The food we eat and how we eat it are tightly intertwined and define identity in an ever-changing society.
Emma Lupin, 2019
About the SPARK NT Curator
Sarah Pirrie is a Darwin-based educator, artist and curator. She works across a conceptual, site-responsive and often collaborative art practice that incorporates drawing, sculpture, installation, events and public interventions. Pirrie’s work has referenced a range of social and environmental issues and is often shaped by local activity and phenomena. She is a Visual Arts lecturer at Charles Darwin University and SPARK NT Curator with Artback NT.
Sarah Pirrie has exhibited extensively in solo and group gallery exhibitions in Australia since 1995 including solo exhibitions ‘Terraforming’, Nomad Gallery 2014; ‘Runoff’, Northern Centre for Contemporary Art, 2012; ‘Names on Trees (NOT Project)’ a Darwin Festival Events, Jingili Watergardens, 2011.
Pirrie has contributed to a number of group exhibitions including ‘SECRET WORLD: Carnivorous plants of the Howard sand sheets’, Nomad Gallery, 2015; ‘135th Meridian East’ curated by André Lawrence, Australian Experimental Art Foundation, 2014; ‘Botanica & Botanica 2’ curated by Cath Bowdler, Godinymayin Yijard Rivers Arts & Culture Centre and Chan Contemporary Art Space, 2014; ‘Made to Last- the conservation of art’ curated by Sherryn Vardy, Charles Darwin University Art Gallery, 2014; ‘Art or Cunning?’ curated by Alice Buscombe, Watch this Space, 2013; ‘Art on Wheels’ curated by Siying Zhou throughout Darwin City, 2012; ‘Cuttings’ curated by Rosemary Joy, Linden Contemporary Art Space, 2011.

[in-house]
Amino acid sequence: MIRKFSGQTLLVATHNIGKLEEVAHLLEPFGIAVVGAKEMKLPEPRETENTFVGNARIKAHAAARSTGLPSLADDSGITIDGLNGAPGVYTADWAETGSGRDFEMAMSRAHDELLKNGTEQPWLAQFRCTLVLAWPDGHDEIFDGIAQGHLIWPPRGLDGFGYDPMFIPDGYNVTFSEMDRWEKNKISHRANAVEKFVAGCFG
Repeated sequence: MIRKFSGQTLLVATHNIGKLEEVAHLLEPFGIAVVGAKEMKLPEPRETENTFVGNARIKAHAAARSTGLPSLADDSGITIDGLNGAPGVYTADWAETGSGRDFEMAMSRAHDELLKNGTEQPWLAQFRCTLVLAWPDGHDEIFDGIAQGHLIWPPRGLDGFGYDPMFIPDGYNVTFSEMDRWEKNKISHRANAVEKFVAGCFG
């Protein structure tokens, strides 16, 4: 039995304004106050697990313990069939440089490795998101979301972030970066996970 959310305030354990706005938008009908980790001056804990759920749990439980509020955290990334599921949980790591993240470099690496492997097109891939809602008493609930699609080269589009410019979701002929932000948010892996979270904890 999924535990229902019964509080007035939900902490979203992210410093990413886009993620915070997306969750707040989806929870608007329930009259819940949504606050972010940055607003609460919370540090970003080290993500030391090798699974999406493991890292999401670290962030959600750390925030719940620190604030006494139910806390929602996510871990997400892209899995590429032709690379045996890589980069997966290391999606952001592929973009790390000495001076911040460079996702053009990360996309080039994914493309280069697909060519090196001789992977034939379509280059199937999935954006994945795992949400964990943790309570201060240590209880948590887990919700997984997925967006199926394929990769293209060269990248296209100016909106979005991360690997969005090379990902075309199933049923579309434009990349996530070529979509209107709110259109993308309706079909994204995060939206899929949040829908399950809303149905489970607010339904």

A number of collaborations commenced with the establishment of Aphids in 1994. Since then, Pirrie has worked on many inter-arts projects including ‘Temporary Territory’ a Darwin Festival Event, 2014 collaborating with Simon Cooper and Jakarta based arts collective, Ruangrupa; ‘Hidden/Pulse Disturbance’ by Stray (collaborative team of Sarah Pirrie and Natasha Anderson), Northern Centre for Contemporary Art, 2013; ’The States’, three day performance/installation with composer Erik Griswold and author Craig Foltz, Judith Wright Centre, 2009; ‘Revelations’, multimedia performance/installation with Natasha Anderson, Robin Fox, Elizabeth Parsons and Erkki Veltheim, Organs of the Goldfields Festival, 2003; ‘Permanent Transit’ collaboration with composer Erik Griswold and author Craig Foltz, PATU Studio, University of Adelaide, 2002;’Other Planes’, collaborative with Erik Griswold for the Sydney Spring Festival at The Studio, Sydney Opera House, 2001.
In 2017 Pirrie opened a new venue in Darwin that focusses on curated and creative presentations of contemporary art. Pirrie Space is a private gallery that also facilitates residencies and publications, and sees itself as a home for artists to test new ideas and for interdisciplinary conversation and experimentation.
Warung street stalls are the life of Indonesian food culture and are demarcated by colourful banners advertising pictographic menus which delineate the restaurant from the busy road providing a dining area for customers. In homage to Warung and in the spirit of communal sharing and exchange, We Eat We Are incorporates a Story Larder where audience members are invited to participate in communal activities that contribute to an ever expanding visual and verbal foodie narrative as the exhibition travels. Warung food stall banners will be used to signal a place for creative participation.
Find out what is on the menu at the STORY LARDER